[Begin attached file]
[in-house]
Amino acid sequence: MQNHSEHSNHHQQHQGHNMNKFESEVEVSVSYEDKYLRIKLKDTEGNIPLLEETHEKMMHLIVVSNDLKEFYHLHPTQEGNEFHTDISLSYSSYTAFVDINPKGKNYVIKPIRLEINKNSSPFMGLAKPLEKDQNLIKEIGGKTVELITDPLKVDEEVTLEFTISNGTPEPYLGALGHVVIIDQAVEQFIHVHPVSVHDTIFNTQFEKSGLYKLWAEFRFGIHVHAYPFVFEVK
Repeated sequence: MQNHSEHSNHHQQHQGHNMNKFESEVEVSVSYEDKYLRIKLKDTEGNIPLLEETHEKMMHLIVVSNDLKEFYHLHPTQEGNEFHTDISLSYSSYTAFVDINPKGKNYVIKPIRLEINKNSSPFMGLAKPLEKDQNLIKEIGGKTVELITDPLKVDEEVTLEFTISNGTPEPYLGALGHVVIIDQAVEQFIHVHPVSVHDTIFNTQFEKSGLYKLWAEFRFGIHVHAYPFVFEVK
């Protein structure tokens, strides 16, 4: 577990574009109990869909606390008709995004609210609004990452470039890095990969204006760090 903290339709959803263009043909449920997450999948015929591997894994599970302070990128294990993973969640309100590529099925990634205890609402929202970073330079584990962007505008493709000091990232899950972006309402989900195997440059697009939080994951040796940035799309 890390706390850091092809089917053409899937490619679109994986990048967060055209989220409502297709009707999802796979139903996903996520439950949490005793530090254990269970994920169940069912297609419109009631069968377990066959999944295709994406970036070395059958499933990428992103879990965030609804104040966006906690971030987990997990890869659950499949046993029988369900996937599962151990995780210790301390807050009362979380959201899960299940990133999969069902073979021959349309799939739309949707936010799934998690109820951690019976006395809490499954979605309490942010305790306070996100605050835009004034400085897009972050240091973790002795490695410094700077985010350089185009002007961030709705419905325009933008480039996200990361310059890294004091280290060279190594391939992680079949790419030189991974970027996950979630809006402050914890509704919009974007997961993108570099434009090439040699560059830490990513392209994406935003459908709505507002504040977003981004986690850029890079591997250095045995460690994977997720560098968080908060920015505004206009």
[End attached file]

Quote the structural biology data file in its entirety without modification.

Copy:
[in-house]
Amino acid sequence: MQNHSEHSNHHQQHQGHNMNKFESEVEVSVSYEDKYLRIKLKDTEGNIPLLEETHEKMMHLIVVSNDLKEFYHLHPTQEGNEFHTDISLSYSSYTAFVDINPKGKNYVIKPIRLEINKNSSPFMGLAKPLEKDQNLIKEIGGKTVELITDPLKVDEEVTLEFTISNGTPEPYLGALGHVVIIDQAVEQFIHVHPVSVHDTIFNTQFEKSGLYKLWAEFRFGIHVHAYPFVFEVK
Repeated sequence: MQNHSEHSNHHQQHQGHNMNKFESEVEVSVSYEDKYLRIKLKDTEGNIPLLEETHEKMMHLIVVSNDLKEFYHLHPTQEGNEFHTDISLSYSSYTAFVDINPKGKNYVIKPIRLEINKNSSPFMGLAKPLEKDQNLIKEIGGKTVELITDPLKVDEEVTLEFTISNGTPEPYLGALGHVVIIDQAVEQFIHVHPVSVHDTIFNTQFEKSGLYKLWAEFRFGIHVHAYPFVFEVK
């Protein structure tokens, strides 16, 4: 577990574009109990869909606390008709995004609210609004990452470039890095990969204006760090 903290339709959803263009043909449920997450999948015929591997894994599970302070990128294990993973969640309100590529099925990634205890609402929202970073330079584990962007505008493709000091990232899950972006309402989900195997440059697009939080994951040796940035799309 890390706390850091092809089917053409899937490619679109994986990048967060055209989220409502297709009707999802796979139903996903996520439950949490005793530090254990269970994920169940069912297609419109009631069968377990066959999944295709994406970036070395059958499933990428992103879990965030609804104040966006906690971030987990997990890869659950499949046993029988369900996937599962151990995780210790301390807050009362979380959201899960299940990133999969069902073979021959349309799939739309949707936010799934998690109820951690019976006395809490499954979605309490942010305790306070996100605050835009004034400085897009972050240091973790002795490695410094700077985010350089185009002007961030709705419905325009933008480039996200990361310059890294004091280290060279190594391939992680079949790419030189991974970027996950979630809006402050914890509704919009974007997961993108570099434009090439040699560059830490990513392209994406935003459908709505507002504040977003981004986690850029890079591997250095045995460690994977997720560098968080908060920015505004206009």